Rounding off the edges.

Posted: 6/12/2014 6:45:56 AM

From: Eastleigh, Hampshire, U.K. ................................... Fred Mundell. ................................... Electronics Engineer. (Primarily Analogue) .. CV Synths 1974-1980 .. Theremin developer 2007 to present .. soon to be Developing / Trading as . ...................................

Joined: 12/7/2007

Been pondering the above stuff - and am WAY out of my depth!

My problem - I cannot see how a substance mixed with / suspended in a non conductive "carrier" or solvent can be more conductive than the same substance which had dried as a result of the evaporation of said carrier / solvent..

So I postulated that perhaps the solvent "modified" the substance in some way.. But even here I now have difficulty.. From my sub-hobbyist level of chemistry comprehension, its seems quite unlikely that such a 'modification' could occur..

So I started thinking on lines a bit more familiar to me - Quantum tunneling .. Is it possible that the shape of the large aniline molecules, separated by the solvent, provided a QT route for conduction which was more conductive than if the molecules are in contact with each other?

I dont know! - I dont even know where to look or what to look for to determine if there is any possibility of this hypothesis being valid or whether its utter BS.. If its not BS (and I am reasonably sure it is) then one could make some substances more conductive my mixing them with insulating substances (which would be really useful! ;-)

The only other explanation I can see is that the solvent was conductive, and evaporation of this therefore decreased conductivity.. But are there such conductive solvents? The only conductive gas I have come across is ozone - are there any solvents that release this? (or any conductive substances / solvents which evaporate and take their conductivity away with them when they evaporate) ?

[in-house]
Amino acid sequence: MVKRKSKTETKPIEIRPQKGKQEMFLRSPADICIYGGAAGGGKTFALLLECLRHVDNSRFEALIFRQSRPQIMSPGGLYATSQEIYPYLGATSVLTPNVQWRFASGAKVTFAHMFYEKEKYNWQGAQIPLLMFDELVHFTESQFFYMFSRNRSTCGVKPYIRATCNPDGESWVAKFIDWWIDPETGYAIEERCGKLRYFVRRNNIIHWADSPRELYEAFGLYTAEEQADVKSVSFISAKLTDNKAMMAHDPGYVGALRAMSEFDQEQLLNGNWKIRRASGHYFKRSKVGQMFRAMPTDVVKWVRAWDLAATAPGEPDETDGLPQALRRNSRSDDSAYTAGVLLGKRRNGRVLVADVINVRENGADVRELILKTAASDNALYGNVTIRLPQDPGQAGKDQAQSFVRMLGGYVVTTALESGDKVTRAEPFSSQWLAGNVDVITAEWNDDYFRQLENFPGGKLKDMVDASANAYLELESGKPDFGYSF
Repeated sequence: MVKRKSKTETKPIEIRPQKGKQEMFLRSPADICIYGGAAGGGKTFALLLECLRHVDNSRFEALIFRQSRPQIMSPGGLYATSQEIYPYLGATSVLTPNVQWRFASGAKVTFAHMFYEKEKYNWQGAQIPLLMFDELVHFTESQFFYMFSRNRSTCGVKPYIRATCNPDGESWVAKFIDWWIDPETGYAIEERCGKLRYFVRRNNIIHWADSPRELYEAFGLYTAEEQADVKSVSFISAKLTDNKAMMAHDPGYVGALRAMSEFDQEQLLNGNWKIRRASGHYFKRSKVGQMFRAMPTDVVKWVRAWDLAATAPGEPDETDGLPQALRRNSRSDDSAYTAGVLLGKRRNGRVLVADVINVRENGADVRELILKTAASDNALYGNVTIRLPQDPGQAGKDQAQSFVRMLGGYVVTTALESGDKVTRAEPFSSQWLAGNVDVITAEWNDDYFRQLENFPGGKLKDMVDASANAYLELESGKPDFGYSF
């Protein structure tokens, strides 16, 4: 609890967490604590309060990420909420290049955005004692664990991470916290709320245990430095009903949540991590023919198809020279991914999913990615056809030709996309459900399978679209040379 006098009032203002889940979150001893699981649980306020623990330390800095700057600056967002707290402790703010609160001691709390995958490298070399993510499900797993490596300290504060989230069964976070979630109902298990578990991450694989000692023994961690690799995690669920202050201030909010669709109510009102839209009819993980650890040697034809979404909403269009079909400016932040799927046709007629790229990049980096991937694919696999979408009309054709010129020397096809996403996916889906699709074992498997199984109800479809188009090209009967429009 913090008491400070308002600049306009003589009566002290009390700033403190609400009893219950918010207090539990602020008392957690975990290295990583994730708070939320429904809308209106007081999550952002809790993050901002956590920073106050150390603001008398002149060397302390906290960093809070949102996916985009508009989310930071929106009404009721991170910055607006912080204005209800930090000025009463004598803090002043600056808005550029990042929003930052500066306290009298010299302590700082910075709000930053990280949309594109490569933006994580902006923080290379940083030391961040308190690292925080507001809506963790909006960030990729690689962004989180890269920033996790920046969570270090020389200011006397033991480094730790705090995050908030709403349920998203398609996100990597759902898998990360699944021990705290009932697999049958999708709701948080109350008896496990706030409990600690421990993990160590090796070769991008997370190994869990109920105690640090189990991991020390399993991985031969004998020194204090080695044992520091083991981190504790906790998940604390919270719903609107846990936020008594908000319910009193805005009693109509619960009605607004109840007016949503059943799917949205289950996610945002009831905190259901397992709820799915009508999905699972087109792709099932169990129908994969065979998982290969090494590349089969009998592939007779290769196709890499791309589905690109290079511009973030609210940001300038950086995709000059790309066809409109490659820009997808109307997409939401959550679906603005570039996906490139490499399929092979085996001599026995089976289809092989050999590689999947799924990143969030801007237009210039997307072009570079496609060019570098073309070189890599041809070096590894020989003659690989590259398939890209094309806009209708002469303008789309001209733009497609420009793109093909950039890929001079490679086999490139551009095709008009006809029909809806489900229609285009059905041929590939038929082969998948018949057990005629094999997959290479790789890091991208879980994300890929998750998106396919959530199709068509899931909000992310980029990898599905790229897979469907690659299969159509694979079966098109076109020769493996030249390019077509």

Out of my depth completely, and its not something I have enough time or interest to explore, and is probably of no relevance or importance or use - But if you or anyone has any insights I would be interested.


Posted: 6/15/2014 10:43:57 PM

From: Scotland

Joined: 9/27/2012

Hi Fred

for what it’s worth, this has had me thinking too but I (think!) I have the measure of it (-ish)    :-)

 Going to separate the thing into two aspects as trying to deal with them both at the same time might get a wee bit confusing, and I think the two are not necessarily connected anyway.

Ok, firstly let’s do the colour thing first.

‘particularly black... For some daft reason I thought of tar, for example, as somehow not carbon related.. But found I was wrong’
I also thought about tar but then realised that tar is the charred remains of organic stuff like coal, oil, wool and so on. So what you have is particulate carbon suspended in high viscosity oils.
Good for roads when mixed with ground rock and solid matter.
Note, the particulate carbon.

Then I got to thinking about Bitumen (a.k.a. Asphalt in the US).
Bitumen is higher distillation fractions of oil and will consist of a grand mish-mash of phenols, napthols, long chain molecules and generally high molecular weight molecules.
Very thick, awful odour and if not black, certainly very dark brown. The colour will derive from the mix of the high molecular weight aromatics.
Note, there is no free carbon as such and so the bitumen will be expected to NOT conduct electricity.

I remember my dad constructing an underground power line to the hut which was at the bottom end of the garden-he dug up a channel starting close to an exit point from the house to lay the electric cabling in and made a junction box so that he could take power to the garage as well, the junction box was a large jam jar which he put the electrical connection block into with the appropriate wires connected to each other, then the jar was filled with molten bitumen. After it set he buried it and filled in the channel with earth and so on. The point being that the ‘junction jar’ was totally waterproof and insulated. (N.B. Not commenting on the pros/cons of the power line from the house...)